Dear Ashleigh Banfield,
This past week was an all-too-familiar scene across our news media; police violence against Black youth was once again caught on camera and broadcasted for the world to see. But as heart wrenching as the footage was, it also brought forth a great opportunity to have a nuanced national conversation about race and gender.
That’s why I am so disappointed with your assertion that race had nothing to do with Eric Casebolt’s assault on 15 year-old Dajerria Becton. It was implicit biases at the intersection of both her gender and race that governed her interaction with Officer Casebolt, an intersection that defines the experiences of so many Black women and girls. In fact, lack of recognition of this intersectional experience is precisely what renders us practically invisible to policymakers, the justice system, and even some feminists.
A serious discussion of implicit bias is critical to any substantive conversation about race and gender. A real and present danger in the lives of Black communities, it influences our treatment in classrooms, in courtrooms, and during interactions with the police. As Sojourner Truth’s famous “Aint I A Woman?” speech attests, Black women experience an ugly cocktail of misogyny and racism that conjures a very unique form of oppression that takes root at birth, and can have dire consequences at Dajerria Becton’s age.
A recent report by the African American Policy Forum found that, during the 2011-12 academic year, twelve percent of all Black girls in school were suspended, compared to just two percent of white girls. In New York City’s public schools in particular, Black girls were a whopping 90 percent of all girls expelled. According to the report, Black girls receive harsher punishments than their peers because they are stereotyped as “ghetto” and “rowdy.” These harsh punishments fuel the school-to-prison pipeline, forcing far too many Black girls out of school and into the criminal justice system for seemingly minor infractions.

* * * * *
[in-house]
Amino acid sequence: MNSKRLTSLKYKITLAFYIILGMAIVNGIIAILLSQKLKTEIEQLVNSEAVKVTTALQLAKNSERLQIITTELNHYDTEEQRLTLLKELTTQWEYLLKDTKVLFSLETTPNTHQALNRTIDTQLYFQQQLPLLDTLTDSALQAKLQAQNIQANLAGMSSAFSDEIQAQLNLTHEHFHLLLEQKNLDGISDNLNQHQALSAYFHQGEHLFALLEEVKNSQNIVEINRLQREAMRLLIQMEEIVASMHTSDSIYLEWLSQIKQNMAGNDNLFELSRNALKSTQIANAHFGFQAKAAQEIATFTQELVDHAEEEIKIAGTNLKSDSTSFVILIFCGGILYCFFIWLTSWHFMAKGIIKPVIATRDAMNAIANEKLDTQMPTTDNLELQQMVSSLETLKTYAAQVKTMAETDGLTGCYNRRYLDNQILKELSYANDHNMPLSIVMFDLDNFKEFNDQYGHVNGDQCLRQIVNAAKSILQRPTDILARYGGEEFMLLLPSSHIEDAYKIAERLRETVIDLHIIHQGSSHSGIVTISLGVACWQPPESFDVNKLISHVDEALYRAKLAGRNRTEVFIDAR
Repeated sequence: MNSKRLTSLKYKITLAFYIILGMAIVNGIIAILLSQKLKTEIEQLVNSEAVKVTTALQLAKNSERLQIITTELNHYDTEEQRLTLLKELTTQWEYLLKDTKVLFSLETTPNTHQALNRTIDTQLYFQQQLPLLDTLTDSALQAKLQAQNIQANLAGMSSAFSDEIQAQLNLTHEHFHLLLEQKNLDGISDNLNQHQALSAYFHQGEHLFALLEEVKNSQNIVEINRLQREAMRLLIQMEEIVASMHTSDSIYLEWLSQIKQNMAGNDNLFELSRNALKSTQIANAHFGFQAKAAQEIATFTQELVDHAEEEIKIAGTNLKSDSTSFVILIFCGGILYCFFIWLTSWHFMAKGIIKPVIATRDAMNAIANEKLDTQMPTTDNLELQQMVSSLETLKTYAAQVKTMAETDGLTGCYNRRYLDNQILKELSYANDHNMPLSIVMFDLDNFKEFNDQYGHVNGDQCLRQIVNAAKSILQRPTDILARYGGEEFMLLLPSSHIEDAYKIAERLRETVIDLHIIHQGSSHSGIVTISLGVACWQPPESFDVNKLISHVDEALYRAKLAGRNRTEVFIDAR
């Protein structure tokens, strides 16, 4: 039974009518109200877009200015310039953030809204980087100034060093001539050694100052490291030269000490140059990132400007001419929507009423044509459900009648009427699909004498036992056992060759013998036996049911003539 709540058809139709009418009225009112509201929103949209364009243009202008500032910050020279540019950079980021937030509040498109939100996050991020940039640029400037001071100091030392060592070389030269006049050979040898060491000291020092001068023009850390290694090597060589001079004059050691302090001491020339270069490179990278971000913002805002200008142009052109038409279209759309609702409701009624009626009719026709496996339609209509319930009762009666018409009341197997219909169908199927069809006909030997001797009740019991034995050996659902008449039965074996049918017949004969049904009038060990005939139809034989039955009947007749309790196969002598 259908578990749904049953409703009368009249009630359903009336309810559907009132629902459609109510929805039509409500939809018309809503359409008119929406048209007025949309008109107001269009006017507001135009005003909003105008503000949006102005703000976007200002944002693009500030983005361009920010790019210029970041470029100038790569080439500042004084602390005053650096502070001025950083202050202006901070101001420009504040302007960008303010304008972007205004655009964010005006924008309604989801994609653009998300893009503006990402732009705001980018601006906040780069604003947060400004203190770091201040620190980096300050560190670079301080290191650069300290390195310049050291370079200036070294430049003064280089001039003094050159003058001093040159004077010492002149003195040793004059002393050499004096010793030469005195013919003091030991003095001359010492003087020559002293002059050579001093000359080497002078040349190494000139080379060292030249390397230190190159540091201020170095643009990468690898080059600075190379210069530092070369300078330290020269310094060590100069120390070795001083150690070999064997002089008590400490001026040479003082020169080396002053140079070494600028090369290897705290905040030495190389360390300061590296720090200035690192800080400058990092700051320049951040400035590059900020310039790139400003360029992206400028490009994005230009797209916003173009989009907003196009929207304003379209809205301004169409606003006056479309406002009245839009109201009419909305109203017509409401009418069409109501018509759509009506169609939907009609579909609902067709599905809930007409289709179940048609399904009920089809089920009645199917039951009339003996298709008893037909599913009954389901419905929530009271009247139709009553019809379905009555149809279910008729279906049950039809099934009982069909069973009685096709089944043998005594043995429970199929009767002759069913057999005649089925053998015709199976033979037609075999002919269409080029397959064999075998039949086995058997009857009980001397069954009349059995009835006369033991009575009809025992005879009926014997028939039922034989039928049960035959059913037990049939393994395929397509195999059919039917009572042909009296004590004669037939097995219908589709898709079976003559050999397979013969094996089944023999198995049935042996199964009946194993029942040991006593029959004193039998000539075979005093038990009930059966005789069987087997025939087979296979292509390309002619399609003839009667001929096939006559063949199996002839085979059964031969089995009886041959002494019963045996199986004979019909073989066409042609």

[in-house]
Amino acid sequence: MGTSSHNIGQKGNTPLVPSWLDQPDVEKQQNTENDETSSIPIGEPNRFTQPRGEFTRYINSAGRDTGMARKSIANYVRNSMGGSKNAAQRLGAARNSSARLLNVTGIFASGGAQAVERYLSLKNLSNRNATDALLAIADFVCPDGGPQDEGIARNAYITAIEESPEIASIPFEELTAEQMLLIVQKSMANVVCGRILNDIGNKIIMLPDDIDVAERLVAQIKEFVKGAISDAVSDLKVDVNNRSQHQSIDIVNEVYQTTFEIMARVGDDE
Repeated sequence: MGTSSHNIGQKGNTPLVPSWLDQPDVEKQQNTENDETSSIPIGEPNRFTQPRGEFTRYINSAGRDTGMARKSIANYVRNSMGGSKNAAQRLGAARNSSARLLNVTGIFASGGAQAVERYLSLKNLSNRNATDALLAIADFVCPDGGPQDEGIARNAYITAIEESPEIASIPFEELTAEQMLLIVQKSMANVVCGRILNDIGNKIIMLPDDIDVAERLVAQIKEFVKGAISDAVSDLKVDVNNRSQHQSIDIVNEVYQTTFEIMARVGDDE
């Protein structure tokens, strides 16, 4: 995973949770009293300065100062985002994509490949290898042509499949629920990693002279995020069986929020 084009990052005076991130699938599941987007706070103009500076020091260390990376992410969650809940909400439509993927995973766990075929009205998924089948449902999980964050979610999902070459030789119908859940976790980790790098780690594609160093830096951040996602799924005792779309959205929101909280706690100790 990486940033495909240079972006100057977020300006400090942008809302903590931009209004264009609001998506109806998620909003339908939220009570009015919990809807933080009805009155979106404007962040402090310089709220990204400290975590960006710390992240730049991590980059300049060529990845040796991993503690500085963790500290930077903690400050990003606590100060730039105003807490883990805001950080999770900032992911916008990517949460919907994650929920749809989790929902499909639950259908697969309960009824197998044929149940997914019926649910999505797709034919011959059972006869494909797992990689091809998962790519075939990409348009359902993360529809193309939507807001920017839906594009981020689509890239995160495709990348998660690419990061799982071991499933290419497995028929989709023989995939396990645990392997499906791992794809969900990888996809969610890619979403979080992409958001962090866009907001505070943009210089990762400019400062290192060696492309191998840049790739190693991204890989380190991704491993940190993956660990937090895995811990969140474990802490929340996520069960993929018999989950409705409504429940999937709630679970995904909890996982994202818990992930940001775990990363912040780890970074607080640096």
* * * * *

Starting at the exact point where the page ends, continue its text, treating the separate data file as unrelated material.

In other words, race matters. When Dajerria Becton walked into the Craig Ranch North Community pool, she walked in as her full self; a young, Black woman. Sadly, she was treated the way our society too often treats us; with malice, hostility, and violence.
There’s already a chorus of voices committed to forging a dangerous, dehumanizing media landscape for Black people. Megyn Kelly called Dajerria “no saint either,” explaining that she “continued to linger” after being told to leave the area. Sean Hannity defended Eric Casebolt, and blamed President Obama for creating an environment in America where children don’t respect the police. And The Five’s Tom Shillue claimed the video “didn’t shock me at all,” and actually justified Casebolt pulling a gun on the unarmed teens, asserting “he was intimidating the cop” by running in his direction.
I urge you not to be one of them. Our media landscape is deeply impactful upon the perceptions of viewers, affecting the way Black communities are viewed and treated by teachers, employers, and police, just to name a few. The lives of Black men and women, boys and girls across this country hang in the balance every day that America doesn’t take seriously the crisis of implicit bias, intersectional oppression, and police brutality. I challenge you to educate yourself on these issues, and to be a part of the solution, rather than the problem.
Arisha Hatch is the Managing Director of Campaigns, ColorOfChange.org